Wednesday, February 6, 2013

Sweets for your sweetie: Chocolate-covered Cherries

I wrote this story in December 2002 for The Dominion Post. Chocolate-covered cherries are not only a Christmastime treat. They are perfect to give at Valentine's Day. And they are not hard to make at all.

The Dominion Post
Crafting a holiday confection -- juicy cherries wrapped in sweet, creamy fondant and swathed with semisweet chocolate -- isn't as complicated as it tastes.
Sue Carpenter of Morgantown easily makes chocolate-covered cherries from a recipe she found in McCall's magazine in 1987.
"It said 'easy candy' and they are real simple to make," Carpenter said as she wrapped a thin layer of white fondant around a maraschino cherry at the dining room table in her South Park home.
As a member of the Morgantown Service League, Carpenter makes the cherries as refreshments for the group's annual holiday open house at the Old Stone House Gift Shop. She said she would like to sell them at Valentine's Day to benefit Morgantown Hospice, where she works.
The cherries take a few hours to make, but the steps can be done over several days when the maker gets time.
"You can start and stop at any point," Carpenter said.
The fondant can be mixed and refrigerated until the cook is ready to wrap the cherries. Then the wrapped cherries can be chilled until the cook is ready to dip them in melted chocolate.
"The more you've done it, the faster it goes," Carpenter said. "When you get into a rhythm, it doesn't take too long."
Carpenter has adapted the process as she's found what works better each time she's made the recipe.
"The first time I made it, I used too much fondant (on each cherry) and it was really much too sweet," Carpenter said.
The recipe says to use 1 teaspoon, but she uses a thinner layer of fondant, pressing it out in her hand before wrapping it around a cherry.
"If you didn't pick up enough to cover the cherry, you can pinch off more and add it," she said.
Because she uses less, she gets more cherries than the three dozen the recipe says.
"It's real important to have the cherries drained well," Carpenter said. "If it's juicy, it makes it soggy."
But if the fondant gets too wet, she pats a little more powdered sugar into it before she dips the cherry in chocolate.
"Dipping is really easy. You can melt (the chocolate) over and over," she said.
"One of the things that makes it easier to dip," Carpenter said. "I use more chocolate than it says so I'm not scraping the bowl to get the last cherry covered. Then you can use the leftover chocolate for something else."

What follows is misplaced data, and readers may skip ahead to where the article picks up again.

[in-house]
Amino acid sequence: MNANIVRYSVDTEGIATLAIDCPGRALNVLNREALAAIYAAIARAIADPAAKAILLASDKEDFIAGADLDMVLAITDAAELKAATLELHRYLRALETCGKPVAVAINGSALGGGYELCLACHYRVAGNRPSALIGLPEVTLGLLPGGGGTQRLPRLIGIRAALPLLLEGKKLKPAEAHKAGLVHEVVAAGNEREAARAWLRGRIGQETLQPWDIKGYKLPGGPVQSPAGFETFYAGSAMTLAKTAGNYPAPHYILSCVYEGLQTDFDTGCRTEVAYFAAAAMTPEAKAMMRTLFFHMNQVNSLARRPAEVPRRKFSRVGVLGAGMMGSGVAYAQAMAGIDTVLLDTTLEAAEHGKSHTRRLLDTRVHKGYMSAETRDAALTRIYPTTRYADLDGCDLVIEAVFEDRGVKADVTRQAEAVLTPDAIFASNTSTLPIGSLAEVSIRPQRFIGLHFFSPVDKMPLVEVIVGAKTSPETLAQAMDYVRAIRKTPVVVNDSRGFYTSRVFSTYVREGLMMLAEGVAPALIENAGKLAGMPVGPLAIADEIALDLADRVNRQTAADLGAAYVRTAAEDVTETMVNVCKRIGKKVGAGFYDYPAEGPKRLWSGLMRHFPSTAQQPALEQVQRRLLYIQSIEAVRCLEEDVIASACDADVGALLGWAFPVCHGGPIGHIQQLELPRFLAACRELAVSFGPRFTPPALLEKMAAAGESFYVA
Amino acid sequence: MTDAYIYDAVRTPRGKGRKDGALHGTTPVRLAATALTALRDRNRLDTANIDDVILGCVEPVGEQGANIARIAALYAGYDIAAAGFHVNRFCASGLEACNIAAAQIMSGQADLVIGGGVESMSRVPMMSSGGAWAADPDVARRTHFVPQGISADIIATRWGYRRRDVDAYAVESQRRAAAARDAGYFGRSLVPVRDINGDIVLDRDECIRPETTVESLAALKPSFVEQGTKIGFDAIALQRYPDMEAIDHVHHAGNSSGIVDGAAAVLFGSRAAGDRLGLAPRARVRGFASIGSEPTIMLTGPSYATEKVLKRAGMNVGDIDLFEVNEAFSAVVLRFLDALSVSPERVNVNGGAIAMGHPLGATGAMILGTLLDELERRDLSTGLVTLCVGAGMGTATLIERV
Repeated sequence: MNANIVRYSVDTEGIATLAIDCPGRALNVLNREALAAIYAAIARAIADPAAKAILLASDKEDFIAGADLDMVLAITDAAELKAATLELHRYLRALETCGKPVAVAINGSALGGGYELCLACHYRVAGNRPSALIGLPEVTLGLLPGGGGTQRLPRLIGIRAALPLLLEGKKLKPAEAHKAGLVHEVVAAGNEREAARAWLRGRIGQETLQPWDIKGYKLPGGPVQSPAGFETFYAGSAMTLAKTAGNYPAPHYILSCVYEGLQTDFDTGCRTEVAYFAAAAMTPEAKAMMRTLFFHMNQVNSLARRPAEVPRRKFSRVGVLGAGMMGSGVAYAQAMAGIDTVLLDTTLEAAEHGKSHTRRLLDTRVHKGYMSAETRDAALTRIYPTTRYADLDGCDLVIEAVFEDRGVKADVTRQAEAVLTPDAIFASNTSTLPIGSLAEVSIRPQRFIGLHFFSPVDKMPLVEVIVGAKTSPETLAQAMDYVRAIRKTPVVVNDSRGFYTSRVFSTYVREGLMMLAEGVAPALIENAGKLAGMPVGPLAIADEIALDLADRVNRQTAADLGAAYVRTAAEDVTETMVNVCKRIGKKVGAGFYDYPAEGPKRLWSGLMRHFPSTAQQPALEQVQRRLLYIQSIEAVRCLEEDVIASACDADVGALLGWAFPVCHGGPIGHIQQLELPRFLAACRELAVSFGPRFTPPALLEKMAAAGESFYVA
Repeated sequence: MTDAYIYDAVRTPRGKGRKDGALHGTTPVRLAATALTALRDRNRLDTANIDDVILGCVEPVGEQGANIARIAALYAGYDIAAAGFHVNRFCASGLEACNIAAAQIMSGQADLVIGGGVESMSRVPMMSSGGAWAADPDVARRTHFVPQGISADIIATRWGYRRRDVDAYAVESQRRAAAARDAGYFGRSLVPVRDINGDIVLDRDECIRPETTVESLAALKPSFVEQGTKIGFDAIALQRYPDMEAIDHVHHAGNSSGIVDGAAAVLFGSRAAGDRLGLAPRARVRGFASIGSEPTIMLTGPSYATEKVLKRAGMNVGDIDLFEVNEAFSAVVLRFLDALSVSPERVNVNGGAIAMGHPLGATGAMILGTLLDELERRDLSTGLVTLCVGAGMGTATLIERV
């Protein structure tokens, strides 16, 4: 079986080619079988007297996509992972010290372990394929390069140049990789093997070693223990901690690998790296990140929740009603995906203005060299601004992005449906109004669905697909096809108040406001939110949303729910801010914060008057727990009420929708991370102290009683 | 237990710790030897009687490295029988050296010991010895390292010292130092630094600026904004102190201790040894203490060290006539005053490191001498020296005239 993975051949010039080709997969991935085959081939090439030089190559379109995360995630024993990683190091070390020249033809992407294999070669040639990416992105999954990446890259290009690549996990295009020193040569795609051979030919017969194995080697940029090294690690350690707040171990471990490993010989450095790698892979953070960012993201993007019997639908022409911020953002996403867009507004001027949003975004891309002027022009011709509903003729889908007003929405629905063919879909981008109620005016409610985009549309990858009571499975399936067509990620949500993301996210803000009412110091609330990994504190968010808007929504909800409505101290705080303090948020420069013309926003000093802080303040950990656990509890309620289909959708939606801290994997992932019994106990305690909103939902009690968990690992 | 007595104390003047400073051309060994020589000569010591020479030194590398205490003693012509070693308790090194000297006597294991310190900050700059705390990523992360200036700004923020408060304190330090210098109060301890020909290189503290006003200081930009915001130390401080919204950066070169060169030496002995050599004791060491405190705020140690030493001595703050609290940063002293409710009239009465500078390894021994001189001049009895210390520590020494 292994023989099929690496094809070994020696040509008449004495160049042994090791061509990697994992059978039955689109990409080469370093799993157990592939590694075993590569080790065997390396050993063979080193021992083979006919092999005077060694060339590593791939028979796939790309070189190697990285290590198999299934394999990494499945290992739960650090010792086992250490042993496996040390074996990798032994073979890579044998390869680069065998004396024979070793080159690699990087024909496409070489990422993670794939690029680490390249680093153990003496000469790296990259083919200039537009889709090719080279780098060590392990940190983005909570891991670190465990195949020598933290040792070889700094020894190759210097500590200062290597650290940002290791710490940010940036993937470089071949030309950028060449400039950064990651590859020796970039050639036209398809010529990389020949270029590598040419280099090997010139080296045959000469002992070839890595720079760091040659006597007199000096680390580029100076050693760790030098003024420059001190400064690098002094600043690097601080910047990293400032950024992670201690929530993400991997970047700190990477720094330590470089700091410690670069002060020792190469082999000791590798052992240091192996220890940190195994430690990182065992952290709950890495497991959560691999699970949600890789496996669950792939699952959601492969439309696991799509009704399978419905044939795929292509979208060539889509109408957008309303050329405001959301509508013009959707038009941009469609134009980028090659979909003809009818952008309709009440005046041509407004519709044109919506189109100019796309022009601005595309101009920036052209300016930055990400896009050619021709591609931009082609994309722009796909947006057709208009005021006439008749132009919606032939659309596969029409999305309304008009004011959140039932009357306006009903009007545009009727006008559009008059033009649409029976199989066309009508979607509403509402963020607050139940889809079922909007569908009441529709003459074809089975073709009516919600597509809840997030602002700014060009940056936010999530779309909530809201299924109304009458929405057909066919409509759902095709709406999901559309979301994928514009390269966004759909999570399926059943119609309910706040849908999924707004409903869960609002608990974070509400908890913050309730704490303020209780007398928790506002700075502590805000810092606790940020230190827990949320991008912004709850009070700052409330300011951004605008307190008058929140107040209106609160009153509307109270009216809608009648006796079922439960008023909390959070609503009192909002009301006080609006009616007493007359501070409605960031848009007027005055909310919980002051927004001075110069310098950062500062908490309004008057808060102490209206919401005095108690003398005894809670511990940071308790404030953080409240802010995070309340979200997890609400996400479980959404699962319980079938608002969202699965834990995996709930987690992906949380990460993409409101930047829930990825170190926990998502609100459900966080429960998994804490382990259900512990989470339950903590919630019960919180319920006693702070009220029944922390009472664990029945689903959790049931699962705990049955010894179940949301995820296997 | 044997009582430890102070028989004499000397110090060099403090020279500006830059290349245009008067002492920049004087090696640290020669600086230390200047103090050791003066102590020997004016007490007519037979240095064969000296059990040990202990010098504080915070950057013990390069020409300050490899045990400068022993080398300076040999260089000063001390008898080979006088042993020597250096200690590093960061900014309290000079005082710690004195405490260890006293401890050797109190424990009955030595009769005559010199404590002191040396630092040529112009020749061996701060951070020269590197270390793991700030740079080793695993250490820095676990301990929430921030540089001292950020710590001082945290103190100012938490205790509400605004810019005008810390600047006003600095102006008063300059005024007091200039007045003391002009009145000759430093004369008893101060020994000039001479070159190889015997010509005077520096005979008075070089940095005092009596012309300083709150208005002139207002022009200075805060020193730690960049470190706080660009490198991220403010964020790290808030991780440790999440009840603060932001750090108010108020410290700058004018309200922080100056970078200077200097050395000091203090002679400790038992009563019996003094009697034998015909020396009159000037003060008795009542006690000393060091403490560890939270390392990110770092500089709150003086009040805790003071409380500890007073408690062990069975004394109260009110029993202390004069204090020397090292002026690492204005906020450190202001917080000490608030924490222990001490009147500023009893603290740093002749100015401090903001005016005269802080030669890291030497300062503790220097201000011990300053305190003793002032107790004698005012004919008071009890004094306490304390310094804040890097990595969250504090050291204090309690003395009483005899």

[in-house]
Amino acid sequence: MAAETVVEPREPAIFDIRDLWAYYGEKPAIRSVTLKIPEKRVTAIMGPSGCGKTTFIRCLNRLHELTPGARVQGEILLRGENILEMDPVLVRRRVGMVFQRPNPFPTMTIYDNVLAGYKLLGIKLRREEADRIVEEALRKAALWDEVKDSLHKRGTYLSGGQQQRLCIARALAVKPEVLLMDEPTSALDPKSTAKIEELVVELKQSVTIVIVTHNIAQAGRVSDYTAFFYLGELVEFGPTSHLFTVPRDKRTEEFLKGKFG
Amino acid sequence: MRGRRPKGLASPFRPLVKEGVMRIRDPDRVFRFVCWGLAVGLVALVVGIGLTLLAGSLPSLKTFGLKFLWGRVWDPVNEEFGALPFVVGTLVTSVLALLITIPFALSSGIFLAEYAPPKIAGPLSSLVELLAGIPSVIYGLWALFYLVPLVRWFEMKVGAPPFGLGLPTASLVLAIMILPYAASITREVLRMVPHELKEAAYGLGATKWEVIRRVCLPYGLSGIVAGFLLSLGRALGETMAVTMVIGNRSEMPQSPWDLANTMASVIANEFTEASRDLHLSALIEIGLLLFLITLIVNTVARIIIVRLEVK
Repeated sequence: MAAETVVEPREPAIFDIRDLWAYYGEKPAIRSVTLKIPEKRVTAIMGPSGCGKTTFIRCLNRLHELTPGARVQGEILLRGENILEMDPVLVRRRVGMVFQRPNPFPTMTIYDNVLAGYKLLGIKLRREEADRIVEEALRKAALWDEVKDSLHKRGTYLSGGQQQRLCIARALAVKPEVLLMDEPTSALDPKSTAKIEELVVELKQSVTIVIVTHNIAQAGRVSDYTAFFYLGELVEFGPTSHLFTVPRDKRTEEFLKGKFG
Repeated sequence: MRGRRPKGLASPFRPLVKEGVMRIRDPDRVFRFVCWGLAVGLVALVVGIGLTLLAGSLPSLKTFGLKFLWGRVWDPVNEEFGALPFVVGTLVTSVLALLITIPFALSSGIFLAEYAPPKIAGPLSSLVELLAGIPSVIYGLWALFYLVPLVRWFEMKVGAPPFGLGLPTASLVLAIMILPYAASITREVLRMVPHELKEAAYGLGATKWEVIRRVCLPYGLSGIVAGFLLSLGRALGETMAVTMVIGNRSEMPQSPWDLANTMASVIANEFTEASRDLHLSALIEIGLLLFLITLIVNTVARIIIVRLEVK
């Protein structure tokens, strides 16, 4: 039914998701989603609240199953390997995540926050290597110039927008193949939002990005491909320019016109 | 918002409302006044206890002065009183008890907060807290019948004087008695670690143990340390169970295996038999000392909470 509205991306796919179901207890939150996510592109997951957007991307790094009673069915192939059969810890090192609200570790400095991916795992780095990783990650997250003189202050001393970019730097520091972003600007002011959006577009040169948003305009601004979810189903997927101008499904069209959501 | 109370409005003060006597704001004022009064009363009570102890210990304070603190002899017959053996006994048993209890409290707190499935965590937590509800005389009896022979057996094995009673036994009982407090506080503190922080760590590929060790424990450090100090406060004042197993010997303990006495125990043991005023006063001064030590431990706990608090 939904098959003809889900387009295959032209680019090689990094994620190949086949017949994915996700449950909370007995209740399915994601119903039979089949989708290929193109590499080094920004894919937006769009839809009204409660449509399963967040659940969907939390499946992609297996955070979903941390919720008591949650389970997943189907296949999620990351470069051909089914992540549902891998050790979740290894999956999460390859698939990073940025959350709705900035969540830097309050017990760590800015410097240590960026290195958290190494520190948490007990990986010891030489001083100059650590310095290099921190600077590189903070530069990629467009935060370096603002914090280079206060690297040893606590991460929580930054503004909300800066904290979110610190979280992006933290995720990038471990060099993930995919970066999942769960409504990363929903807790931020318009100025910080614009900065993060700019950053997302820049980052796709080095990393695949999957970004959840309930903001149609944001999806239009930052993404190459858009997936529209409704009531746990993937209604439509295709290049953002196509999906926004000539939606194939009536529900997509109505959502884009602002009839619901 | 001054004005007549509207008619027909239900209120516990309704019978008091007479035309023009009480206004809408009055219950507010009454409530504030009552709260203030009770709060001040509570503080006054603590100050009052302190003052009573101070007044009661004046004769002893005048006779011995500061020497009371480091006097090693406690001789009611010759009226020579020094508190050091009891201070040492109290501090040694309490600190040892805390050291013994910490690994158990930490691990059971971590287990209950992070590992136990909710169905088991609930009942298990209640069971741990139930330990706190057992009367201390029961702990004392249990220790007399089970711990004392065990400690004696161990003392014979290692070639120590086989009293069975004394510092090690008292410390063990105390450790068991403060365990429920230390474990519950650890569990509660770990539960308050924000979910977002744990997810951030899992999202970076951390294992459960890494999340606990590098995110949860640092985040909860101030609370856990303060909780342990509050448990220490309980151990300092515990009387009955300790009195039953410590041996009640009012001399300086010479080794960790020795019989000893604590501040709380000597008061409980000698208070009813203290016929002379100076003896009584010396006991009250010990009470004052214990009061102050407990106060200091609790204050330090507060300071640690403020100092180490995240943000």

She uses the maraschino cherries with stems for ease in dipping.
After the chocolate on the dipped candy has set up in the refrigerator, the cherries can be served at room temperature. Carpenter said she has never had them melt.

1/4 cup (1/2 stick) butter or margarine, softened
2 1/2 cups confectioners' sugar
1 tablespoon milk
1/2 teaspoon almond extract
2 10-ounce jars maraschino cherries with stems, well-drained
1 12-ounce package semisweet chocolate pieces
2 tablespoons shortening
Line baking sheets with waxed paper. In a small bowl, cream butter, confectioners' sugar, milk and almond extract. If the mixture is too soft, add more sugar.
On a surface lightly sprinkled with confectioner's sugar, knead mixture into a ball. With fingers, flatten 1 teaspoon of dough into a two-inch round. With a flat metal spatula, lift the round; then mold it around a cherry to cover completely (leave stem exposed.) Place on prepared baking sheet. Cover loosely and refrigerate 4 hours or overnight.
Place the chocolate and shortening in a 2-cup glass measuring cup. Microwave on medium 3-5 minutes, stirring once a minute until smooth.
Holding cherry stem, dip cherry into chocolate, making sure to cover cherry completely and going 1/8-inch up stem. Shake off excess.
Place on waxed-paper-lined tray. Repeat with remaining cherries and chocolate. With spoon, drizzle leftover chocolate over cherries. Place in refrigerator 15 minutes to set. Refrigerate, covered. Serve at room temperature. Makes 3 dozen.

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